In English:

++ Emma Ashford in The American Conservative writes that ‘Exiles bend Washington’s ear—and drag us into conflict’ using Ahmed Chalabi as an example of exiles who want to influence American foreign policy for their own agenda. “Policymakers in Washington are not blameless in this. A recent invitation by Congress to the Mujahedeen-e-Khalq (MEK), an Iranian opposition group, to testify before the House Subcommittee on Terrorism on issues relating to Iran and ISIS highlights how little scrutiny such groups sometimes face. Though certainly a vocal opponent of the regime in Tehran, MEK was only removed by the State Department from the list of foreign terrorist organizations in 2012, after heavily lobbying Congress. The group is communist and is often described as a cult. It is so extreme and so unrepresentative of the Iranian opposition in general that other regional experts testifying before Congress refused to appear on the same panel.”

++ Mazda Parsi writing in Nejat Bloggers explains that cult members like those in the MEK are deliberately made terrified of leaving their group. Parsi says the way to rescue such people is to first remove them from under the hegemony of the cult leaders. In Iraq, the UNHCR must cooperate with the families of Camp Liberty residents to open the gates and allow them to leave and get help.

++ Nejat Society reports on what is happening inside the MEK‘s closed camp in Albania. Since the relocation of hundreds of people from Iraq, defections have increased dramatically. One defector, using the pseudonym Mehdi Tofiqi, describes panic among the leaders and a subsequent tightening of control over everyone. He says that contrary to conditions in Camp Ashraf where all the members were in one place, Rajavi now tries to isolate people in small groups in dormitories where the windows are covered in newspaper to prevent people looking in, or out. Female commanders have been sent from Paris to reinvigorate the brainwashing sessions. In addition, spies are distributed throughout the population to report on any signs of dissent.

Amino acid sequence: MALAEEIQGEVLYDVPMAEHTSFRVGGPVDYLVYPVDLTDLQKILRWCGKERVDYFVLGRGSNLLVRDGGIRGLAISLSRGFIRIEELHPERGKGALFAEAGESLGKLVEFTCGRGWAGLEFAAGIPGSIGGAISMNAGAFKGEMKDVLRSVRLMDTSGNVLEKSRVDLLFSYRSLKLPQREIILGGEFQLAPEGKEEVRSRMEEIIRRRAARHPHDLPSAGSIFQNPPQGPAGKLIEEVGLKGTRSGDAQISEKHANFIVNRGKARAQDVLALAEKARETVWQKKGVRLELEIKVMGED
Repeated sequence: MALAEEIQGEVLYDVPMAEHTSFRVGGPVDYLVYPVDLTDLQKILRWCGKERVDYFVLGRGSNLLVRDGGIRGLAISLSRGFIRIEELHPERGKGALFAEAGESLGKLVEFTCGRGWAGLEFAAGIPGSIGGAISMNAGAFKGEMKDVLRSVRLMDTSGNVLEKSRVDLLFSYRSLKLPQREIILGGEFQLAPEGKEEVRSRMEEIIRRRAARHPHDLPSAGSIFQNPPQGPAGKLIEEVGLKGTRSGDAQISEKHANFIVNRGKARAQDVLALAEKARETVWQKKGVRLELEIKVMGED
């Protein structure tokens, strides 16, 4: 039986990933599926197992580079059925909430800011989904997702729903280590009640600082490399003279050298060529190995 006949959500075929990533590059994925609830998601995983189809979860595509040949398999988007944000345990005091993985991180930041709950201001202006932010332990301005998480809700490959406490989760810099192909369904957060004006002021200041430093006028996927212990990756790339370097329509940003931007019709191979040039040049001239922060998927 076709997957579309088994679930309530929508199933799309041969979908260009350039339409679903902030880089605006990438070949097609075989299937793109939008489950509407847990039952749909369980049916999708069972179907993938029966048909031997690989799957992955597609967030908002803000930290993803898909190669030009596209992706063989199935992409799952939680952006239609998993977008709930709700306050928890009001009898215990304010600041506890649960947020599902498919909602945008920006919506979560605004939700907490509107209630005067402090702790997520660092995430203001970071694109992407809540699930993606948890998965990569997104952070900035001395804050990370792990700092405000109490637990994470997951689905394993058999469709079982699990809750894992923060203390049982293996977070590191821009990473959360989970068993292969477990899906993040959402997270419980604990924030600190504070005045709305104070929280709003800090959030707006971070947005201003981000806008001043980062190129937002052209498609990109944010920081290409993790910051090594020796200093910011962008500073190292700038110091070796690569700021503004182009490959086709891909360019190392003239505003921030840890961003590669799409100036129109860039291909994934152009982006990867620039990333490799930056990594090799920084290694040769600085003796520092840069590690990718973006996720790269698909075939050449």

++ The letter of one mother to the High Commissioner of the UNHCR makes a very simple and logical point: “I am Mahnaz Akafian, the mother of Mohammad Ali Sasani, who was a prisoner of war in Iraq but he is now prisoner in MKO in Iraq. I have not had any news from my son for 28 years. Some time ago I went to Ashraf Camp and more recently I went to Liberty Camp in Iraq to find him. Unfortunately, I did not get any result. I do not know if humans have different rights. I ask you a question as a human rights representative. If a person is in prison and is condemned to death, do they have the rights to have contact with and see their family members? We ask from the MKO that we see our children. Even if we are guilty of all the sins they accuse us of, why shouldn’t we be allowed us to see our children? So many fathers and mothers were not allowed to see their children and they died. With this weak body of mine I ask, let us meet our son! Kind regards, Mahnaz Akafian, a mother, 7 January 2016.”